Situation on the U.S.-Mexico Border
The bishops along the border of the United States and Northern Mexico have issued a joint statement on the situation at the border of the two countries.
Their joint statement follows:
As U.S. and Mexican bishops along the border, we witness daily the dilemma that our migrant sisters and brothers face. For most, the decision to migrate is not motivated by an indifference toward their homeland or the pursuit of economic prosperity; it is a matter of life or death. The situation is all the more difficult for children.
Challenges such as these require humanitarian solutions. Undoubtedly, nations have the right to maintain their borders. This is vital to their sovereignty and self-determination. At the same time, there is a shared responsibility of all nations to preserve human life and provide for safe, orderly, and humane immigration, including the right to asylum.
For that reason, we renew our appeal to our governments, to political leaders, and civil society, that they work together to welcome, protect, promote, and integrate migrants in accordance with their intrinsic dignity, as well as work with other countries in the region to eliminate conditions that compel their citizens to resort to dangerous and irregular migration, producing long-term solutions. “Unlike disagreement and conflict,” Pope Francis reminds us, “persistent and courageous dialogue does not make headlines, but quietly helps the world to live much better than we imagine.”
Conscious of the importance of public health and safety, we encourage policies supported by sound scientific rationales. We maintain that family unity must be a vital component of any response. We ask that special attention be given to particularly vulnerable populations, such as children. We strongly urge that structures be put in place and reforms in our laws be made to both promote a welcoming culture for our sisters and brothers and respect the sovereignty and safety of our countries.
We pledge our support to continue helping our respective governments’ efforts to protect and care for families, as well as individuals who feel compelled to migrate. To accomplish this we commit to the ongoing work of Catholic organizations at the border and elsewhere, which are generously tended to by lay people, consecrated persons, and the clergy.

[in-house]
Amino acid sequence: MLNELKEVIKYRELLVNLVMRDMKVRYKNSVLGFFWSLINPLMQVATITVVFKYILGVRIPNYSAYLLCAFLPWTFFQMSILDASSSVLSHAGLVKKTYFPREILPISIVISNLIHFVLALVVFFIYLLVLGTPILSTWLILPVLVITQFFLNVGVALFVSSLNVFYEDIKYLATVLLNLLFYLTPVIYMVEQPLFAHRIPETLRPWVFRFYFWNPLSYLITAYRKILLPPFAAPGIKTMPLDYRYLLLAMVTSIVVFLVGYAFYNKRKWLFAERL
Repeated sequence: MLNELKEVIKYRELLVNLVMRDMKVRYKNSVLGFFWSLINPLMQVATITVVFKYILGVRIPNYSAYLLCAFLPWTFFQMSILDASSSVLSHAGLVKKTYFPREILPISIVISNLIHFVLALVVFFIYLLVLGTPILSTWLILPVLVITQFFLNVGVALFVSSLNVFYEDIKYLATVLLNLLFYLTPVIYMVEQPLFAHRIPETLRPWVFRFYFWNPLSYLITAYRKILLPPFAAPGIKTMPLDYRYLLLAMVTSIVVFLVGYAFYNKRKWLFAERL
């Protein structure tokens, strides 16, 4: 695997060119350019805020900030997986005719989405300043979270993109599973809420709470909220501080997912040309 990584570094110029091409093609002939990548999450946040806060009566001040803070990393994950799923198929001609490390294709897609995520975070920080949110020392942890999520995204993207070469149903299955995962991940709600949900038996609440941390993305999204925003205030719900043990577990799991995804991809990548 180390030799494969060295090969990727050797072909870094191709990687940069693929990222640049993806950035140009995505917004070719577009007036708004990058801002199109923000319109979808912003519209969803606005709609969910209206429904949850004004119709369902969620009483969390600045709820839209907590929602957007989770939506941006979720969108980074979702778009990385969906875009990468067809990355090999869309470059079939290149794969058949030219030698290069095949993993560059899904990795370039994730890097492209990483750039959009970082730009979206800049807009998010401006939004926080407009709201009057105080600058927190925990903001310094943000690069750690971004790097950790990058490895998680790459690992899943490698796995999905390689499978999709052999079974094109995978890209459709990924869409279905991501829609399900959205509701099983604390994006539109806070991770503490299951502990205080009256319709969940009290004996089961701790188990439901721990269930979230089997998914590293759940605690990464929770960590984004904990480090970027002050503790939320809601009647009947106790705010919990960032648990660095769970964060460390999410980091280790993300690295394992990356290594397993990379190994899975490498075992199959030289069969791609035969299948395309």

One year ago, on the eve of Easter Sunday, Pope Francis, exclaimed: “How beautiful it is to be Christians who offer consolation, who bear the burdens of others and who offer encouragement: messengers of life in a time of death.” As we once again enter into Holy Week, in which we experience the power of love in Christ’s Death and Resurrection, we feel encouraged to keep going, helping migrants, conscious that while the way ahead is long and arduous, it is not impossible if we journey together.
Most Reverend Mario E. Dorsonville
Auxiliary Bishop of Washington
Chairman, U.S. Conference of Catholic Bishops’ Committee on Migration
Most Reverend Mark J. Seitz
Bishop of El Paso
Most Reverend James A. Tamayo
Bishop of Laredo
Most Reverend Edward J. Weisenburger
Bishop of Tucson
Most Reverend Daniel E. Flores
Bishop of Brownsville
Most Reverend Peter Baldacchino
Bishop of Las Cruces
Most Reverend Robert W. McElroy
Bishop of San Diego
Most Reverend Michael J. Sis
Bishop of San Angelo
Most Reverend Gustavo Garcia-Siller, MSpS
Archbishop of San Antonio
Monsignor José Guadalupe Torres Campos
Bishop of Ciudad Juárez, Chihuahua
Encargado de la Dimensión Episcopal de Pastoral de la Movilidad Humana (DEPMH)
Monsignor Jesús José Herrera Quiñones
Bishop of Nuevo Casas Grandes, Chihuahua
Monsignor Alonso Garza Treviño
Bishop of Piedras Negras, Coahuila
Monsignor Enrique Sánchez Martínez
Bishop of Nuevo Laredo, Tamaulipas
Monsignor Eugenio Andrés Lira Rugarcía
Bishop of Matamoros, Tamaulipas
Monsignor Hilario González García
Bishop of Saltillo, Coahuila